This behavioral data can show where employees are experiencing friction in the office – time waiting for elevators, traveling from one part of the office to the next, or searching for spaces that have the tools they need to work.
By eliminating this friction, organizations can create better workplaces that meet the expectations of hybrid work and give employees an experience worth returning for.
Additionally, these property tech tools can lower commercial real estate costs, reduce energy consumption, and make progress toward sustainability goals.
Cyberattacks on IoT devices appear almost inevitable
On average, organizations report a 20% increase in the number of IoT and connected products they use over the past three years. Yet 97% of organizations face challenges in securing their IoT and connected products, and 89% said their IoT products have faced cyber attacks in the last 12 months.
This begs the question, are they using the wrong tools, the wrong methods, or both?
While IoT security budgets are on the rise, so are attacks. Sixty-nine percent of organizations reported an increase in attacks on their IoT devices in the last three years. On average, 52% of the IoT security budget ends up going toward mitigating the damage of attacks. In the past year, organizations lost an average of $263,035 to cyber breaches experienced through their IoT products.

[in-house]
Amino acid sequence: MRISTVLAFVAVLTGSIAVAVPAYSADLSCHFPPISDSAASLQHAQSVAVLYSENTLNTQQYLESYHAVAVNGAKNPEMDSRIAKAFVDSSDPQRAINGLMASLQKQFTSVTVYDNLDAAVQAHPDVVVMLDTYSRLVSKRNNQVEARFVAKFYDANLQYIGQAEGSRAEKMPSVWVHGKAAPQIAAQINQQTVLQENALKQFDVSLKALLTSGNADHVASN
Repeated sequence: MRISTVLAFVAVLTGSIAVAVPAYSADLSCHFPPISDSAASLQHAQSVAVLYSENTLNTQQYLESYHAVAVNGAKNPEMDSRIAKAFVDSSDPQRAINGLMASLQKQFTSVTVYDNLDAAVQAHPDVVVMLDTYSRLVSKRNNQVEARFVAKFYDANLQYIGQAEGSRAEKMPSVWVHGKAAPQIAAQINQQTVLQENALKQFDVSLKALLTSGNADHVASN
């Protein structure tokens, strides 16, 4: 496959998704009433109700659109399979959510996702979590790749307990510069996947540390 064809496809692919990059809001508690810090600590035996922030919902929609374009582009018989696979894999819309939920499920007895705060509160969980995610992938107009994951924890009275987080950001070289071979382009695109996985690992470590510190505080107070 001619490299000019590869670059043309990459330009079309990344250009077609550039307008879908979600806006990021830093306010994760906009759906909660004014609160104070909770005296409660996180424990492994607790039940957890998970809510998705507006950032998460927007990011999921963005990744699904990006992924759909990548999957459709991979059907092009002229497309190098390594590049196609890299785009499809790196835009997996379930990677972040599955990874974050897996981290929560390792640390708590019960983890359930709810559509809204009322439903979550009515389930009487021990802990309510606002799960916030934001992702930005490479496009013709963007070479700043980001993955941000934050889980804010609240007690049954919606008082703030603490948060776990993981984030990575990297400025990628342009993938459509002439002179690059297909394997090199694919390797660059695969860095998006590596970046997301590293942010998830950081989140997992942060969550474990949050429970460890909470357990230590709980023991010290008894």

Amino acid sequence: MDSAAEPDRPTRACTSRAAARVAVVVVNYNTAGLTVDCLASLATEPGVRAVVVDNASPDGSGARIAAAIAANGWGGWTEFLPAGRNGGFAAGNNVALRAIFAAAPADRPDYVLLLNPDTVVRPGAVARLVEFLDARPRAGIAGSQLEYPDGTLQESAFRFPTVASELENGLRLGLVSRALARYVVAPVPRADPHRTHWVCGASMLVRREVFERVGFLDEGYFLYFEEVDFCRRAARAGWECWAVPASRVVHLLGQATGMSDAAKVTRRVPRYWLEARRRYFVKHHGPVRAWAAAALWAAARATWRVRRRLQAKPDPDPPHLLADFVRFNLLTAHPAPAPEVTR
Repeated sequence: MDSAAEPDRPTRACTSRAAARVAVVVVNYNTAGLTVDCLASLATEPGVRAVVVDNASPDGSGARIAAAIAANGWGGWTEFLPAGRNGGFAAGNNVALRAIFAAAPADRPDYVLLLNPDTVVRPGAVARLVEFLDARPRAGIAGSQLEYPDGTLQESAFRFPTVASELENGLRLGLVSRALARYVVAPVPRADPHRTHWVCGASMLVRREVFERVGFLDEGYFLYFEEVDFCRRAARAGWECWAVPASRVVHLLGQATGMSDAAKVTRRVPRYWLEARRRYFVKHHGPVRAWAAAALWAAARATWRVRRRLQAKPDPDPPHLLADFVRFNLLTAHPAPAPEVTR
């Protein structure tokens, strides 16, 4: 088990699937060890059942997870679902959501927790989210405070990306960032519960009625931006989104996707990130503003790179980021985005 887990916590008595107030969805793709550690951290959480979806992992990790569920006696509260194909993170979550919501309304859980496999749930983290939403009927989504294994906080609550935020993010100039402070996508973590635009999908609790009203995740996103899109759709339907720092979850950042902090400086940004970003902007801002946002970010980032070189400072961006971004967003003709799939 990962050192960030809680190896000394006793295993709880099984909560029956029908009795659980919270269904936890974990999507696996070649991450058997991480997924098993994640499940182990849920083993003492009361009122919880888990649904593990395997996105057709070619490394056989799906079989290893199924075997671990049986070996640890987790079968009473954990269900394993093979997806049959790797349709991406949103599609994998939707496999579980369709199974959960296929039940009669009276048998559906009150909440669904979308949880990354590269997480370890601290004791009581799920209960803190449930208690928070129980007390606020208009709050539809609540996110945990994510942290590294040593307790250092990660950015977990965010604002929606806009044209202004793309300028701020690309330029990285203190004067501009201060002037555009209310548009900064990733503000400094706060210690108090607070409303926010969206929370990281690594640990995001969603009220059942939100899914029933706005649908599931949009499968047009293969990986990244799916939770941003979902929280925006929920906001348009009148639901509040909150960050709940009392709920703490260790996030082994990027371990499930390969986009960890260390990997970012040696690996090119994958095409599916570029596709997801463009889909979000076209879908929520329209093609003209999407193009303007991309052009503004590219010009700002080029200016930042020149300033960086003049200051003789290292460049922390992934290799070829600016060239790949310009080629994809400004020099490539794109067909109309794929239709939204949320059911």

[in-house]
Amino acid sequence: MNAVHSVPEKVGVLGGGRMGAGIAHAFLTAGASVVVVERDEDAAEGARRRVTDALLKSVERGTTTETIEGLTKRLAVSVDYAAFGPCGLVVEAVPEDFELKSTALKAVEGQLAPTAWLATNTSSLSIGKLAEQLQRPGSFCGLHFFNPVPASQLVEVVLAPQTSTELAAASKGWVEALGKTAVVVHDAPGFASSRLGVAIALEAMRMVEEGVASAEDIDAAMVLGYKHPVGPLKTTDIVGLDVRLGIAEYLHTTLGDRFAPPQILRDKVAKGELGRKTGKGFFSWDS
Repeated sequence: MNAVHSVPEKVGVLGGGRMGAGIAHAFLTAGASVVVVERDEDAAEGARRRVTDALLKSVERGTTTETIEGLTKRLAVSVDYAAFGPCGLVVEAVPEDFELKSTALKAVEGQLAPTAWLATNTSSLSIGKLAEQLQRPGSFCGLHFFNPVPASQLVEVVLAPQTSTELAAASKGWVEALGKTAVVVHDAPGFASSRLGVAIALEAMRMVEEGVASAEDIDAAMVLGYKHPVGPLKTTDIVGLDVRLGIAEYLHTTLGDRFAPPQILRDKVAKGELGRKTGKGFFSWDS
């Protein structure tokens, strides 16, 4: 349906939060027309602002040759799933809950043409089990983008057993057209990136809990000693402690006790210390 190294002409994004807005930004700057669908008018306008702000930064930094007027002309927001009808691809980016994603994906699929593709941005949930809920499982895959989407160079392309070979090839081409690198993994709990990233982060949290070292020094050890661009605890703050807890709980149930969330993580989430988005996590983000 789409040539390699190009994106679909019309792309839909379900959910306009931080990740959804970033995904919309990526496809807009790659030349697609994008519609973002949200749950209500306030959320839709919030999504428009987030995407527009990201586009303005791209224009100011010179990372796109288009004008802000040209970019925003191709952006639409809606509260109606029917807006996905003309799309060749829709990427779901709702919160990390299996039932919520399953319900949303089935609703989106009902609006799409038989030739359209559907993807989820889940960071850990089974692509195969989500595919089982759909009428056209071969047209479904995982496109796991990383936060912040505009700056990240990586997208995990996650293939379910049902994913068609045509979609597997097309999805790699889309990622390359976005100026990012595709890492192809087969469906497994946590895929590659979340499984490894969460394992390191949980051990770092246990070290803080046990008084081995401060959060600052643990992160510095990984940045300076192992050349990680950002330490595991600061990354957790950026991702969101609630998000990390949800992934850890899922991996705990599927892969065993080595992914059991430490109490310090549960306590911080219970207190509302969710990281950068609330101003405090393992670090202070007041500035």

The challenge is two-fold.
While connected devices have been commoditized, not all are created equal.
IoT devices, in general, typically have low computing power, which means there is little room to implement security within the device’s design.
That seems to be changing. In 2023, the White House debuted a cybersecurity label for smart devices that indicate which products are most resistant to hacking. But in the meantime, it is somewhat ambiguous who is more responsible for device security: product designers, device manufacturers, or end users themselves.
In Keyfactor’s survey, respondents’ opinions on this matter were mixed, though the most popular sentiment (38%) was that the manufacturer and the user should be equally responsible.
Secondly, many attacks happen upstream.
For example, the Verkada security camera hack of 2021 exposed a host of Verkada customers, including Tesla and Cloudflare, as well as numerous jails, hospitals, and schools. In 2017, Avanti Markets’ self-service payment kiosks, commonly deployed in corporate break rooms, were breached, causing outages and disruptions for end users.
If devices are compromised at the brand level, there’s nothing an organization can do to prevent it. Still, they must have controls in place to defend their systems at the local level.
Public key infrastructure (PKI) may be one answer to these problems. By centralizing and automating the creation, issuance, and revocation of machine identities and digital certificates, organizations can scale IoT usage without creating additional risk.
IoT is here to stay
It’s exciting to see how IoT devices are being applied to new and more complex problems. From more efficient energy management to creating healthier spaces to improving recycling and sustainability practices, IoT stands to unlock unimaginable innovations and an unprecedented quality of life.
But security can’t be an afterthought. As our public, personal, and professional lives become more entwined with the digital world, organizations will be less and less able to afford breaches and outages.
The future of IoT isn’t just on its way. It’s practically here already. To see where your organization stands and start plotting a path to a secure tomorrow, check out the full report.